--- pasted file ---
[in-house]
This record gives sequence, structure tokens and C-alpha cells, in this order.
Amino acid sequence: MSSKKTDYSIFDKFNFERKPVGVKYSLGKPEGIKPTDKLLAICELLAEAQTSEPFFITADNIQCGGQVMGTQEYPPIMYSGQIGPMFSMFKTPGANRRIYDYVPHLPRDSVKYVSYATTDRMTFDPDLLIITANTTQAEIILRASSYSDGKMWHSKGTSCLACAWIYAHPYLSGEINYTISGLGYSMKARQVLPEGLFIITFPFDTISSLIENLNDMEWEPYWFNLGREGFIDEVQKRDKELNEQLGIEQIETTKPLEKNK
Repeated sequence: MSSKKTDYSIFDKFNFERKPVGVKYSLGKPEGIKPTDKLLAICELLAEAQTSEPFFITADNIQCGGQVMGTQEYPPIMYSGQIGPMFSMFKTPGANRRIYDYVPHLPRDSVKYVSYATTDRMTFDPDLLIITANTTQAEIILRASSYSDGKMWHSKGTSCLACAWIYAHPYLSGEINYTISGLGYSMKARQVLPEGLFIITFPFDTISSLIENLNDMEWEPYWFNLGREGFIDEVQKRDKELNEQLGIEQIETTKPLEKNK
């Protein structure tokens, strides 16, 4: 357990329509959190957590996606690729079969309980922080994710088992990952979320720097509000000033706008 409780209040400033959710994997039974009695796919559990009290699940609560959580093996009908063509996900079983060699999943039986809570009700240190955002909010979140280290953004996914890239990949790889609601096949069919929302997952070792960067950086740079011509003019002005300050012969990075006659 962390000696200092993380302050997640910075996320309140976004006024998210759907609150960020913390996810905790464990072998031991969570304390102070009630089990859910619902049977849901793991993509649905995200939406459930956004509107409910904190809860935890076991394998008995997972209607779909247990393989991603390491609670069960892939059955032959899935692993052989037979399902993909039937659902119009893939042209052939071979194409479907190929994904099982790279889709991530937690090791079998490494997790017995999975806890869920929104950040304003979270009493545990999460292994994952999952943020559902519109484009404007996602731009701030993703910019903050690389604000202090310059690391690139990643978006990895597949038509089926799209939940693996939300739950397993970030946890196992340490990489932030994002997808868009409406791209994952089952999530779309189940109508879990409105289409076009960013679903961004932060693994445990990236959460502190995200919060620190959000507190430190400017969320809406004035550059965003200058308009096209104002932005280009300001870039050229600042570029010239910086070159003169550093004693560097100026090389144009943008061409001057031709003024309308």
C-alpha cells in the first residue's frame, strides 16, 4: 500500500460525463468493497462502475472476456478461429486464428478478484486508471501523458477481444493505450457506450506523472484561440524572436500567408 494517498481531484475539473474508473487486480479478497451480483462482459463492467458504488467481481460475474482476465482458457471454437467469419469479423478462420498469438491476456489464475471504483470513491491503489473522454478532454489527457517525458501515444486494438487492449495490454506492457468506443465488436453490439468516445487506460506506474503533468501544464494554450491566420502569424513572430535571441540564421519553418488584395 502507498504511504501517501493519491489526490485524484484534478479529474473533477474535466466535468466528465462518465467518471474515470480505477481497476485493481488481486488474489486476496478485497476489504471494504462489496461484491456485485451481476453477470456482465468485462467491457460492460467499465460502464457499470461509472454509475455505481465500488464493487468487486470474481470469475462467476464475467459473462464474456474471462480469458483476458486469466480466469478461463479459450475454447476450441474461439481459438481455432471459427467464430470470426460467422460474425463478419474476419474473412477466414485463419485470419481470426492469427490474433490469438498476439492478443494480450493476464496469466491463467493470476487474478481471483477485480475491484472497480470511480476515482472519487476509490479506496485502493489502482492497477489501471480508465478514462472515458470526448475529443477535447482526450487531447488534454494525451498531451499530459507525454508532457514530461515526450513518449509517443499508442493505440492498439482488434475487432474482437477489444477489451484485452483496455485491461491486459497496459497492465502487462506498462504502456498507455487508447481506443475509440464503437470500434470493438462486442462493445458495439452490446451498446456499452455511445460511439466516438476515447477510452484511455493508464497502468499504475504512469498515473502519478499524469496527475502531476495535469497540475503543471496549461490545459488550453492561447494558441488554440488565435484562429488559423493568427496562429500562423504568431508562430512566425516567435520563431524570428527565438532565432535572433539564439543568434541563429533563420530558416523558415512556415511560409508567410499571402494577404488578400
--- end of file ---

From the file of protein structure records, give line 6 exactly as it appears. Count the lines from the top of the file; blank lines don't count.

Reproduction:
C-alpha cells in the first residue's frame, strides 16, 4: 500500500460525463468493497462502475472476456478461429486464428478478484486508471501523458477481444493505450457506450506523472484561440524572436500567408 494517498481531484475539473474508473487486480479478497451480483462482459463492467458504488467481481460475474482476465482458457471454437467469419469479423478462420498469438491476456489464475471504483470513491491503489473522454478532454489527457517525458501515444486494438487492449495490454506492457468506443465488436453490439468516445487506460506506474503533468501544464494554450491566420502569424513572430535571441540564421519553418488584395 502507498504511504501517501493519491489526490485524484484534478479529474473533477474535466466535468466528465462518465467518471474515470480505477481497476485493481488481486488474489486476496478485497476489504471494504462489496461484491456485485451481476453477470456482465468485462467491457460492460467499465460502464457499470461509472454509475455505481465500488464493487468487486470474481470469475462467476464475467459473462464474456474471462480469458483476458486469466480466469478461463479459450475454447476450441474461439481459438481455432471459427467464430470470426460467422460474425463478419474476419474473412477466414485463419485470419481470426492469427490474433490469438498476439492478443494480450493476464496469466491463467493470476487474478481471483477485480475491484472497480470511480476515482472519487476509490479506496485502493489502482492497477489501471480508465478514462472515458470526448475529443477535447482526450487531447488534454494525451498531451499530459507525454508532457514530461515526450513518449509517443499508442493505440492498439482488434475487432474482437477489444477489451484485452483496455485491461491486459497496459497492465502487462506498462504502456498507455487508447481506443475509440464503437470500434470493438462486442462493445458495439452490446451498446456499452455511445460511439466516438476515447477510452484511455493508464497502468499504475504512469498515473502519478499524469496527475502531476495535469497540475503543471496549461490545459488550453492561447494558441488554440488565435484562429488559423493568427496562429500562423504568431508562430512566425516567435520563431524570428527565438532565432535572433539564439543568434541563429533563420530558416523558415512556415511560409508567410499571402494577404488578400